Finally in season 2 there was a pretty emotional episode—“iKiss.” In this episode Carly & Sam discuss their first kisses. While Freddie doesn’t talk about his, he finally opens up to Carly once Sam leaves the room. He explains that he has never kissed a girl before, and while he was comfortable saying this to Carly, he made it very clear that he didn’t want Sam to know. Well like all sitcoms, Sam of course overhears Freddie & Carly’s private conversation. Earlier on in the episode Freddie had pulled a prank on Sam, and she had told him she was going to get him back. This was her golden opportunity, the perfect way to embarrass Freddie. She keeps the info to herself, and then the next week when the gang tapes their next episode of iCarly she shares Freddie’s secret LIVE on iCarly.

Freddie is devastated and stays home from school to avoid being made fun of by the other kids. Eventually Sam realizes how badly she hurt him. Carly freaks out at Sam and tells her that she did something awful and that she went “too far this time.” Now Sam is in no way ever made out to be a vulnerable character, but she does something very interesting in this episode. She tells everyone on the web that actually she has never been kissed either, and that they should leave Freddie alone. She then goes to find Freddie so she can apologize in person.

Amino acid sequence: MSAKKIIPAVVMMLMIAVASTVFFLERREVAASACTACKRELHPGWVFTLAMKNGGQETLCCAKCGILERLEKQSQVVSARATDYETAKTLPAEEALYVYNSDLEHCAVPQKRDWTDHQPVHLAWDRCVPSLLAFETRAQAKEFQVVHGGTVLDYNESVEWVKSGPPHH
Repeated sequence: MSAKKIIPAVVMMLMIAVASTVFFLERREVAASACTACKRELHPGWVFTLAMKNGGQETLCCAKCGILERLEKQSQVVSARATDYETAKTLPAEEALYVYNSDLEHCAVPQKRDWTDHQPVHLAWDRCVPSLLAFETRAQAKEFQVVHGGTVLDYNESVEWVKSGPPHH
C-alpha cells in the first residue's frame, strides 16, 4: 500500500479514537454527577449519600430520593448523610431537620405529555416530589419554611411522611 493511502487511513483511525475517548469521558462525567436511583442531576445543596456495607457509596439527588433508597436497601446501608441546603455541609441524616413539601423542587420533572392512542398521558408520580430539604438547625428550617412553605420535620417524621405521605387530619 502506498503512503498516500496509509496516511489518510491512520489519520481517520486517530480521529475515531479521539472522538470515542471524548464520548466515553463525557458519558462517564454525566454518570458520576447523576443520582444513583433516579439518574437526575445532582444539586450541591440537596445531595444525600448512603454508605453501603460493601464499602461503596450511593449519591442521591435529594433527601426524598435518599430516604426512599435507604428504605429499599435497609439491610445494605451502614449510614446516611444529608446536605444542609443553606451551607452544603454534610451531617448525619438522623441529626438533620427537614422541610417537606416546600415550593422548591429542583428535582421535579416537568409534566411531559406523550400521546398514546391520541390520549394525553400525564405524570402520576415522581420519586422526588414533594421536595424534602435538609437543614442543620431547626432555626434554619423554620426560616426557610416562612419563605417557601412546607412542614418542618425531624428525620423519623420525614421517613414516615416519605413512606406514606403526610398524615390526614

Had this been any other kids' show, I doubt the writers would have put this much thought into the resolution. On another kids' show Sam would be seen as the “evil character.” Because viewers are not emotionally invested in evil characters, writers are able to use an easy way out of situations like this one. They simply have something bad happen to the evil character, which allows the good character to rise above. However, Schneider did not go this route at all. Instead he gave his viewers a deeper look inside Sam’s character, and in that moment really made Sam a multi-layered person. When Sam apologizes to Freddie he accepts, and after discussing how neither of them had ever kissed anyone, they decided to kiss each other. Again, in a normal kids' show this would have never happened. Why would the “boy with the heart of gold that belongs to the main character” ever kiss the “evil sidekick.” And that is what makes iCarly so special.